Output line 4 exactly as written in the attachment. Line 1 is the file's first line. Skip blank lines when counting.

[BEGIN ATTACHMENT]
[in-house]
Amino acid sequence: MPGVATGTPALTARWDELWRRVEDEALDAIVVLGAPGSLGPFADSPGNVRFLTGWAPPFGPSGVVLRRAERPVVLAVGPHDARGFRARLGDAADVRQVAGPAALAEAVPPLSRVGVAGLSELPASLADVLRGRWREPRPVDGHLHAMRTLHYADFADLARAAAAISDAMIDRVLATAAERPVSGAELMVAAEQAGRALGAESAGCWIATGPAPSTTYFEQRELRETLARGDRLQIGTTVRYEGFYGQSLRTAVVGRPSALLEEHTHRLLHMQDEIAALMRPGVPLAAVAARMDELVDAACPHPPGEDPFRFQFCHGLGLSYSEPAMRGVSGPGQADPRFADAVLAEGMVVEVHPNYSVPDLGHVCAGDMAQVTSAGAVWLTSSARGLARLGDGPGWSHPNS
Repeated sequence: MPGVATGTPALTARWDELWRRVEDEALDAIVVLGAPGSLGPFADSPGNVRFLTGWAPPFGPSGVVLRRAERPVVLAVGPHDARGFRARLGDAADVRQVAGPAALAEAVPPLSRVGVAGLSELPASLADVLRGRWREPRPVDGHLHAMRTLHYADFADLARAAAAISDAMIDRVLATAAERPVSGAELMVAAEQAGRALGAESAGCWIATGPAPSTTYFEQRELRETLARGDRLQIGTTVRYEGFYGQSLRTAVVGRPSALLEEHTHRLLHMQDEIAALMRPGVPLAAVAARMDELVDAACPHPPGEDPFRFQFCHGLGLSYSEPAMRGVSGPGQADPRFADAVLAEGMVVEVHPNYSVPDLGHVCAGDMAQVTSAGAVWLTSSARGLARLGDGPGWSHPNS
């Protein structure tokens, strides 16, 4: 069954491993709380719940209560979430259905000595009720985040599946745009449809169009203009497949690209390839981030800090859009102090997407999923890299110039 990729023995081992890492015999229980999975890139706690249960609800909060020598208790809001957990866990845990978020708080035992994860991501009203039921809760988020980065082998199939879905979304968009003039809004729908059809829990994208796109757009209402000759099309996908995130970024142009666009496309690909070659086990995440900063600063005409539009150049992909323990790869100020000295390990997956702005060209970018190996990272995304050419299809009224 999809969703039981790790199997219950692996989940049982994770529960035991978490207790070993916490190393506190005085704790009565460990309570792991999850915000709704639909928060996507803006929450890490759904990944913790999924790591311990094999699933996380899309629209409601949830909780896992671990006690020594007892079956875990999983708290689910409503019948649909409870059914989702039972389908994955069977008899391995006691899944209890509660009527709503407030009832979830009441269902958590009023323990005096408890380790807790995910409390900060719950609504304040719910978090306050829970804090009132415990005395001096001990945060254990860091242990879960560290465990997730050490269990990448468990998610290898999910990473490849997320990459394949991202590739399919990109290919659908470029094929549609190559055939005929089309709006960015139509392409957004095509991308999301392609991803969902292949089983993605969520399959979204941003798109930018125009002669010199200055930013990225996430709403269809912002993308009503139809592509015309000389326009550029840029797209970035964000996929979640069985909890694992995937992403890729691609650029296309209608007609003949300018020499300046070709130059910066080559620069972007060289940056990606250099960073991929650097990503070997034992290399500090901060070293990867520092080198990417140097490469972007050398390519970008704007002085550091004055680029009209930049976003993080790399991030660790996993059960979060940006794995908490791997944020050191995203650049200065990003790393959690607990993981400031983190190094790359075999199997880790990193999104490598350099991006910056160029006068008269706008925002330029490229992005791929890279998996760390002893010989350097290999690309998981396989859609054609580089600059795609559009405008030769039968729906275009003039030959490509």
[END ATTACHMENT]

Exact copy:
């Protein structure tokens, strides 16, 4: 069954491993709380719940209560979430259905000595009720985040599946745009449809169009203009497949690209390839981030800090859009102090997407999923890299110039 990729023995081992890492015999229980999975890139706690249960609800909060020598208790809001957990866990845990978020708080035992994860991501009203039921809760988020980065082998199939879905979304968009003039809004729908059809829990994208796109757009209402000759099309996908995130970024142009666009496309690909070659086990995440900063600063005409539009150049992909323990790869100020000295390990997956702005060209970018190996990272995304050419299809009224 999809969703039981790790199997219950692996989940049982994770529960035991978490207790070993916490190393506190005085704790009565460990309570792991999850915000709704639909928060996507803006929450890490759904990944913790999924790591311990094999699933996380899309629209409601949830909780896992671990006690020594007892079956875990999983708290689910409503019948649909409870059914989702039972389908994955069977008899391995006691899944209890509660009527709503407030009832979830009441269902958590009023323990005096408890380790807790995910409390900060719950609504304040719910978090306050829970804090009132415990005395001096001990945060254990860091242990879960560290465990997730050490269990990448468990998610290898999910990473490849997320990459394949991202590739399919990109290919659908470029094929549609190559055939005929089309709006960015139509392409957004095509991308999301392609991803969902292949089983993605969520399959979204941003798109930018125009002669010199200055930013990225996430709403269809912002993308009503139809592509015309000389326009550029840029797209970035964000996929979640069985909890694992995937992403890729691609650029296309209608007609003949300018020499300046070709130059910066080559620069972007060289940056990606250099960073991929650097990503070997034992290399500090901060070293990867520092080198990417140097490469972007050398390519970008704007002085550091004055680029009209930049976003993080790399991030660790996993059960979060940006794995908490791997944020050191995203650049200065990003790393959690607990993981400031983190190094790359075999199997880790990193999104490598350099991006910056160029006068008269706008925002330029490229992005791929890279998996760390002893010989350097290999690309998981396989859609054609580089600059795609559009405008030769039968729906275009003039030959490509």